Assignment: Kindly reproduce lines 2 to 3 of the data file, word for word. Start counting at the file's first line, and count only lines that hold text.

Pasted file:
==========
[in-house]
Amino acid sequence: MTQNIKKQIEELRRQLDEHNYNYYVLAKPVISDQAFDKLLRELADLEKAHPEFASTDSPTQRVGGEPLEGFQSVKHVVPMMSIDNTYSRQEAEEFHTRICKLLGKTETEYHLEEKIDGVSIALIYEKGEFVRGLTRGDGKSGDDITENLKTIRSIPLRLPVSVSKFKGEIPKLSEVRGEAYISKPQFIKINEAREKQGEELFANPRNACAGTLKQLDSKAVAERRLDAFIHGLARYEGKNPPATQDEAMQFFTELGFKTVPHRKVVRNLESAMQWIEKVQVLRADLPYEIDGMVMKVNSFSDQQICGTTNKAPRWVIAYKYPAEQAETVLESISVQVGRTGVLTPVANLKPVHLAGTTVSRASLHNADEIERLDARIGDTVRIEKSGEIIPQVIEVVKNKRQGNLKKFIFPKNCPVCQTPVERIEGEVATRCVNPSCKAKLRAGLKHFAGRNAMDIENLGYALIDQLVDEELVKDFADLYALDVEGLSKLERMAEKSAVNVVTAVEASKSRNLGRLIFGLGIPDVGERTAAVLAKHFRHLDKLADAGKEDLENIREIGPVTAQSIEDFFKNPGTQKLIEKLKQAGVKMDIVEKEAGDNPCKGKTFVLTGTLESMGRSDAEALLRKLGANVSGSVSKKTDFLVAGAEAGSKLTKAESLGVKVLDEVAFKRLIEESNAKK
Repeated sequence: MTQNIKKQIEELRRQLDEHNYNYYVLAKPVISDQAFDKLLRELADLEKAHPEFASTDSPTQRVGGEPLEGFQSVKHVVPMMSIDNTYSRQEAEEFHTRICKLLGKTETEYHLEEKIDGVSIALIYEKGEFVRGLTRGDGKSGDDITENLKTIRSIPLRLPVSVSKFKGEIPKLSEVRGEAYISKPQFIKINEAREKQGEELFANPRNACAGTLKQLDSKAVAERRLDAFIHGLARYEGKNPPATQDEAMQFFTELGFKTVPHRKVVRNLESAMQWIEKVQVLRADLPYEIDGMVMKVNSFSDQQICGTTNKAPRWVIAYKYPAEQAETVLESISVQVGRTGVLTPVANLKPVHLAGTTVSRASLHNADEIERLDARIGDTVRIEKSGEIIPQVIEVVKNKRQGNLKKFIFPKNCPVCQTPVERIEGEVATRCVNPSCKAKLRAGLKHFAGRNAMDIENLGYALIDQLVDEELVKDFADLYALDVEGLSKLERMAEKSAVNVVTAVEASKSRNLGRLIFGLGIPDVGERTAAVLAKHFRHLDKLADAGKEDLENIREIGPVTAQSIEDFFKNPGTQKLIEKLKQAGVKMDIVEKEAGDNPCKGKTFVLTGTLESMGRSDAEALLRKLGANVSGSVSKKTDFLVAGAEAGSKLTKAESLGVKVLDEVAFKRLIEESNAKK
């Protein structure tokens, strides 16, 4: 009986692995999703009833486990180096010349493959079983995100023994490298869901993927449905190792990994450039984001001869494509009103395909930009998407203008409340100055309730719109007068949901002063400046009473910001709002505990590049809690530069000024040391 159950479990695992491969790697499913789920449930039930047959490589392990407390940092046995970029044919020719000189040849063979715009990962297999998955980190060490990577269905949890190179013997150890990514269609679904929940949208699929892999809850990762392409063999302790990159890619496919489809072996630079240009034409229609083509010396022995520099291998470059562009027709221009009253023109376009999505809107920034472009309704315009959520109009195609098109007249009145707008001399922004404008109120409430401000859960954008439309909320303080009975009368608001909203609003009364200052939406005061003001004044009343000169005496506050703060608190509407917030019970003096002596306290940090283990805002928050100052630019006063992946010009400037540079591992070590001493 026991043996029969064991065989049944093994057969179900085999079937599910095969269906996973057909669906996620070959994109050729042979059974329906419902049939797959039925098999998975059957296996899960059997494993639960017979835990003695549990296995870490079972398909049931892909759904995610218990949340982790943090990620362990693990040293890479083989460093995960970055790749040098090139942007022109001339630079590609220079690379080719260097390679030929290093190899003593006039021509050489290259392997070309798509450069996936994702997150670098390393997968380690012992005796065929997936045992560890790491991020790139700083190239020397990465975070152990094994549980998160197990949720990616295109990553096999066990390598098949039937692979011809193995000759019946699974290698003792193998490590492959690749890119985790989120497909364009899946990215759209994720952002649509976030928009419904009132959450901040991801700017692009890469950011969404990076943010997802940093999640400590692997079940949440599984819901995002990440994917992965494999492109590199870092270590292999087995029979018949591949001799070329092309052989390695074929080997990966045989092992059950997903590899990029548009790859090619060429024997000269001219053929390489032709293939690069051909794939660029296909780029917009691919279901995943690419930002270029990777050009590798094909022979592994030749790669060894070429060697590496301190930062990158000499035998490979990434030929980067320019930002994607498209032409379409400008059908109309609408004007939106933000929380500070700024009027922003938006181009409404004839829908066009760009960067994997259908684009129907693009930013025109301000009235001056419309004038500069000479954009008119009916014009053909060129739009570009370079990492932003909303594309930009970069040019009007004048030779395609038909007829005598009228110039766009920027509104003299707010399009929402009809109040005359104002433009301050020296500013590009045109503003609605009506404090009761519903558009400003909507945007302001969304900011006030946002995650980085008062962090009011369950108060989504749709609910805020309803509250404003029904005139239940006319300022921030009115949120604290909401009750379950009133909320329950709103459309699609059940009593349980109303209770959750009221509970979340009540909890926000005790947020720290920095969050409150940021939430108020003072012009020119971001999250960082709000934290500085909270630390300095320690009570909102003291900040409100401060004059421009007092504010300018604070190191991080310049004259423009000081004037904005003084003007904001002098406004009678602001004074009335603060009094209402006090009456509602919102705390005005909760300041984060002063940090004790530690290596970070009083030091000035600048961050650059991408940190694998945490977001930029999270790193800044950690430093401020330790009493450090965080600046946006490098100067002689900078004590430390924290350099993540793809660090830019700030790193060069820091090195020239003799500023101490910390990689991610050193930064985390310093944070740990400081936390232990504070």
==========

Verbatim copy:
Amino acid sequence: MTQNIKKQIEELRRQLDEHNYNYYVLAKPVISDQAFDKLLRELADLEKAHPEFASTDSPTQRVGGEPLEGFQSVKHVVPMMSIDNTYSRQEAEEFHTRICKLLGKTETEYHLEEKIDGVSIALIYEKGEFVRGLTRGDGKSGDDITENLKTIRSIPLRLPVSVSKFKGEIPKLSEVRGEAYISKPQFIKINEAREKQGEELFANPRNACAGTLKQLDSKAVAERRLDAFIHGLARYEGKNPPATQDEAMQFFTELGFKTVPHRKVVRNLESAMQWIEKVQVLRADLPYEIDGMVMKVNSFSDQQICGTTNKAPRWVIAYKYPAEQAETVLESISVQVGRTGVLTPVANLKPVHLAGTTVSRASLHNADEIERLDARIGDTVRIEKSGEIIPQVIEVVKNKRQGNLKKFIFPKNCPVCQTPVERIEGEVATRCVNPSCKAKLRAGLKHFAGRNAMDIENLGYALIDQLVDEELVKDFADLYALDVEGLSKLERMAEKSAVNVVTAVEASKSRNLGRLIFGLGIPDVGERTAAVLAKHFRHLDKLADAGKEDLENIREIGPVTAQSIEDFFKNPGTQKLIEKLKQAGVKMDIVEKEAGDNPCKGKTFVLTGTLESMGRSDAEALLRKLGANVSGSVSKKTDFLVAGAEAGSKLTKAESLGVKVLDEVAFKRLIEESNAKK
Repeated sequence: MTQNIKKQIEELRRQLDEHNYNYYVLAKPVISDQAFDKLLRELADLEKAHPEFASTDSPTQRVGGEPLEGFQSVKHVVPMMSIDNTYSRQEAEEFHTRICKLLGKTETEYHLEEKIDGVSIALIYEKGEFVRGLTRGDGKSGDDITENLKTIRSIPLRLPVSVSKFKGEIPKLSEVRGEAYISKPQFIKINEAREKQGEELFANPRNACAGTLKQLDSKAVAERRLDAFIHGLARYEGKNPPATQDEAMQFFTELGFKTVPHRKVVRNLESAMQWIEKVQVLRADLPYEIDGMVMKVNSFSDQQICGTTNKAPRWVIAYKYPAEQAETVLESISVQVGRTGVLTPVANLKPVHLAGTTVSRASLHNADEIERLDARIGDTVRIEKSGEIIPQVIEVVKNKRQGNLKKFIFPKNCPVCQTPVERIEGEVATRCVNPSCKAKLRAGLKHFAGRNAMDIENLGYALIDQLVDEELVKDFADLYALDVEGLSKLERMAEKSAVNVVTAVEASKSRNLGRLIFGLGIPDVGERTAAVLAKHFRHLDKLADAGKEDLENIREIGPVTAQSIEDFFKNPGTQKLIEKLKQAGVKMDIVEKEAGDNPCKGKTFVLTGTLESMGRSDAEALLRKLGANVSGSVSKKTDFLVAGAEAGSKLTKAESLGVKVLDEVAFKRLIEESNAKK